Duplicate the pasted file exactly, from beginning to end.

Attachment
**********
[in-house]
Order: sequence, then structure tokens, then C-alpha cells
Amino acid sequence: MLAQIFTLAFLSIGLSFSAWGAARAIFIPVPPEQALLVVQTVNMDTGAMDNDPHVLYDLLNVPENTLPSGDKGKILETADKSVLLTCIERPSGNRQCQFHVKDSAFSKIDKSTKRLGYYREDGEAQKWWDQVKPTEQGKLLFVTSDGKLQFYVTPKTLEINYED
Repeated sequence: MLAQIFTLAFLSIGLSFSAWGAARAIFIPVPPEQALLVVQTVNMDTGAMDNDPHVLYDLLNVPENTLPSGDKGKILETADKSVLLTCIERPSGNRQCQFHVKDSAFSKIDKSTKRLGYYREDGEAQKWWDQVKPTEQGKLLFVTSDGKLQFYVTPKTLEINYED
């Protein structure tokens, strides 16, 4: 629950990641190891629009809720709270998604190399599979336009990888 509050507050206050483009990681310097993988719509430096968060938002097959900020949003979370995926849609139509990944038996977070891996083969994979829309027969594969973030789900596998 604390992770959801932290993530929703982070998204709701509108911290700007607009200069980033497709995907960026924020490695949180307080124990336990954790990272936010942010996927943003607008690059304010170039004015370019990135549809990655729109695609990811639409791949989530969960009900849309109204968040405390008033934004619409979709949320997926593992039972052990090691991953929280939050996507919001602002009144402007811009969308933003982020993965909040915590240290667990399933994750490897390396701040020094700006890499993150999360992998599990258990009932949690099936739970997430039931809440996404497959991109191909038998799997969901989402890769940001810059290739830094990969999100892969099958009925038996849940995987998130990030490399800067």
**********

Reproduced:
[in-house]
Order: sequence, then structure tokens, then C-alpha cells
Amino acid sequence: MLAQIFTLAFLSIGLSFSAWGAARAIFIPVPPEQALLVVQTVNMDTGAMDNDPHVLYDLLNVPENTLPSGDKGKILETADKSVLLTCIERPSGNRQCQFHVKDSAFSKIDKSTKRLGYYREDGEAQKWWDQVKPTEQGKLLFVTSDGKLQFYVTPKTLEINYED
Repeated sequence: MLAQIFTLAFLSIGLSFSAWGAARAIFIPVPPEQALLVVQTVNMDTGAMDNDPHVLYDLLNVPENTLPSGDKGKILETADKSVLLTCIERPSGNRQCQFHVKDSAFSKIDKSTKRLGYYREDGEAQKWWDQVKPTEQGKLLFVTSDGKLQFYVTPKTLEINYED
């Protein structure tokens, strides 16, 4: 629950990641190891629009809720709270998604190399599979336009990888 509050507050206050483009990681310097993988719509430096968060938002097959900020949003979370995926849609139509990944038996977070891996083969994979829309027969594969973030789900596998 604390992770959801932290993530929703982070998204709701509108911290700007607009200069980033497709995907960026924020490695949180307080124990336990954790990272936010942010996927943003607008690059304010170039004015370019990135549809990655729109695609990811639409791949989530969960009900849309109204968040405390008033934004619409979709949320997926593992039972052990090691991953929280939050996507919001602002009144402007811009969308933003982020993965909040915590240290667990399933994750490897390396701040020094700006890499993150999360992998599990258990009932949690099936739970997430039931809440996404497959991109191909038998799997969901989402890769940001810059290739830094990969999100892969099958009925038996849940995987998130990030490399800067």